The saga of The Interview continues. When we last checked on the film, which had been pulled following threats on movie chains by North Korean cyber-terrorists who hacked the studio, the studio had “no further plans” to release the comedy, which is about an attempt to assassinate Kim Jong-un. The terrorists demanded that in addition to Sony not releasing the film into theaters, the studio also shouldn’t release it on DVD or VOD. President Obama said the studio “made a mistake” by giving into the terrorists’ demands, and while Sony unsurprisingly disagrees with that assessment, they may now try to rectify that wrong by putting the film onto their own VOD service, Crackle.
Hit the jump for more.
According to the New York Post, Sony will release The Interview on Crackle for free. The terrorist have threatened the release of more documents stolen in the hack, but it would be admirable if Sony tried to release the film on VOD in spite of that, and for free no less.
On the one hand, Crackle makes sense. Other companies that offer VOD could be afraid that their businesses would be hacked next. Sony circumvents that by offering it on their VOD service, a service that isn’t incredibly popular (possibly because you get an ad every 10 minutes regardless of where you are in the movie you’re streaming). On the other hand, it’s surprising that they would choose to release a $44 million movie for free but if they choose to shove in ads, that would mitigate the cost. However, if other streaming services are staying away, would advertisers step up and face the same risks? Also, shoving ads into the movie isn’t great.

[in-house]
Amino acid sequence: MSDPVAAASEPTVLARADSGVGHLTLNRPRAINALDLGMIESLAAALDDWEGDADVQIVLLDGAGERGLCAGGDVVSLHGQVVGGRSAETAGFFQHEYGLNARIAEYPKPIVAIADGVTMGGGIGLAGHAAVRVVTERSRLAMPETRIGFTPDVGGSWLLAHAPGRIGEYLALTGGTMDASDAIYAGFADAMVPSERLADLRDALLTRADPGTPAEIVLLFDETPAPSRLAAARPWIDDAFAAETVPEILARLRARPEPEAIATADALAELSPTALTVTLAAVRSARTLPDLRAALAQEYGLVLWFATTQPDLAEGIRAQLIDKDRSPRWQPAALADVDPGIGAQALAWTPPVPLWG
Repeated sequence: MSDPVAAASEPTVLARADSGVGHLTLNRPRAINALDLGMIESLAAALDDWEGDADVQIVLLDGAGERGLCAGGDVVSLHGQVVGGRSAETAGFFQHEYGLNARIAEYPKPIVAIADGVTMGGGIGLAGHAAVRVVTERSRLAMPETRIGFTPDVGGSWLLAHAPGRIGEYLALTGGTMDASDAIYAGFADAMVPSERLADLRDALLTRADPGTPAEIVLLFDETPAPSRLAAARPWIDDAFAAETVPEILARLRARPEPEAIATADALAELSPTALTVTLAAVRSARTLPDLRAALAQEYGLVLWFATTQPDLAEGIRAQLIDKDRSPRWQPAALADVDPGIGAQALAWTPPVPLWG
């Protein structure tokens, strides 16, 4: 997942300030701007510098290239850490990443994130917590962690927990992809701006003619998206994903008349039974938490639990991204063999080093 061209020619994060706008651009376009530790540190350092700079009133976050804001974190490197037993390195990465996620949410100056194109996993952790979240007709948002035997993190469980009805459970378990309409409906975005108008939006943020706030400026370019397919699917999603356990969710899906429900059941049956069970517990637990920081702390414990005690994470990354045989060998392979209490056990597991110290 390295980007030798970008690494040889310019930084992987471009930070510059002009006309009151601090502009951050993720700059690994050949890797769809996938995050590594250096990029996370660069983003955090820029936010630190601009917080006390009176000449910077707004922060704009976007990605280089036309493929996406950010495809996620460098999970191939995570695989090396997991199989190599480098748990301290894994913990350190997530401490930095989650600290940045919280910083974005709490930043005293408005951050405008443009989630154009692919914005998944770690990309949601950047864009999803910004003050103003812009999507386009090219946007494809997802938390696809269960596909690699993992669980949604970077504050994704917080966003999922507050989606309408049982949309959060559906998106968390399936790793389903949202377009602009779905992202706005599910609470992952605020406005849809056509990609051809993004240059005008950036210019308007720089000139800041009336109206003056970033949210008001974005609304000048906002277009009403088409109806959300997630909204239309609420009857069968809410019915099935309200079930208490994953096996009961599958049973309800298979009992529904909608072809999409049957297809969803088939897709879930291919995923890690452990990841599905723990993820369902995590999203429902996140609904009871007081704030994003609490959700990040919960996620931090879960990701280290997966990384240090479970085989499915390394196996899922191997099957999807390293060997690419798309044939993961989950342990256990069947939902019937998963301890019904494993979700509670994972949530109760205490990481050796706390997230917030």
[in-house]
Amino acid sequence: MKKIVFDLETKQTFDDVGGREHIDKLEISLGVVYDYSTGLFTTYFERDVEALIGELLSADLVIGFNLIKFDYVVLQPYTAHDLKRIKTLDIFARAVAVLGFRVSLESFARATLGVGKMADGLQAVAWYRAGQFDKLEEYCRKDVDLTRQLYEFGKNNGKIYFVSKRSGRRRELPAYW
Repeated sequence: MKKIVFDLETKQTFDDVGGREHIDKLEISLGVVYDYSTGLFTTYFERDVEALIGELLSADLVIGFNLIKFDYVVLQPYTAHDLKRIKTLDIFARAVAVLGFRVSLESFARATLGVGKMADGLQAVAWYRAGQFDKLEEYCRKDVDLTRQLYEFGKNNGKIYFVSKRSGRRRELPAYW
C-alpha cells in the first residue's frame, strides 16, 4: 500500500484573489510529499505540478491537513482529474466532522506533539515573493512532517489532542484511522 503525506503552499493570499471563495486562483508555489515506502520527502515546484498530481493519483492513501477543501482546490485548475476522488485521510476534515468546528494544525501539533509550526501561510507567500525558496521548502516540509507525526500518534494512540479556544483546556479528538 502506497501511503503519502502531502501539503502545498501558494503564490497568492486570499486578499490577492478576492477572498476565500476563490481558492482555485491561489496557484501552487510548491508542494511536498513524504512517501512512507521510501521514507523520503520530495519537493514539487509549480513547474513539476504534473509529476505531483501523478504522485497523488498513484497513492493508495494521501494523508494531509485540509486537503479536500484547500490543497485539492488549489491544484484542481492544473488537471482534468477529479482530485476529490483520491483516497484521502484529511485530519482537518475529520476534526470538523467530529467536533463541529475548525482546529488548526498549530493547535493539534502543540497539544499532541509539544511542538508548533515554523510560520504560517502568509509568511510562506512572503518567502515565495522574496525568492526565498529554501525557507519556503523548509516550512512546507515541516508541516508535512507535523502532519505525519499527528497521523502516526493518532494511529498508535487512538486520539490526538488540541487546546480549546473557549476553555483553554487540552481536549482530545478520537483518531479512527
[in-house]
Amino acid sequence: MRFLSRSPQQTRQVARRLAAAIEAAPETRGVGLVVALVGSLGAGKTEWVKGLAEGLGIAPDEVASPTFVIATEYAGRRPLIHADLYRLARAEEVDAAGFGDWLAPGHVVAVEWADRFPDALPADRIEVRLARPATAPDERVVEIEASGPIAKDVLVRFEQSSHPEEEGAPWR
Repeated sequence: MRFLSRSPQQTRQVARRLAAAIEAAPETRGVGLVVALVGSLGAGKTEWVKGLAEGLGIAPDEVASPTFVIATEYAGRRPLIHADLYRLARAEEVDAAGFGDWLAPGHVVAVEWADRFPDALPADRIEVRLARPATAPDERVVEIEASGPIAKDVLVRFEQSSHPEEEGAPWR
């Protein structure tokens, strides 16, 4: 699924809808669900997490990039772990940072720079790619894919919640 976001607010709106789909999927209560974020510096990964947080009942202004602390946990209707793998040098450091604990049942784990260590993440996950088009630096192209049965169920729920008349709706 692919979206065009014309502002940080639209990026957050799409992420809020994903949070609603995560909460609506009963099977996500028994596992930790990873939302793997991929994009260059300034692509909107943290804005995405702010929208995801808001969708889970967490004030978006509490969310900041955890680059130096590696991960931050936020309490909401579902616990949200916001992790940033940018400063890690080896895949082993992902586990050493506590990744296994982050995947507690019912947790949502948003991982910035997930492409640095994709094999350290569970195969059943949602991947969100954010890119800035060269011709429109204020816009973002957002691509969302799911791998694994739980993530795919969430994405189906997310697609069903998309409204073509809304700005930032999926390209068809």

Keep in mind that the Post isn’t the most reliable news source, so we’ll see how this develops.
[Update: A Sony spokesman says the Post’s report is “inaccurate”, and tells Bloomberg that the studio is still exploring its options, which at least is a nice step up from “no further plans”.]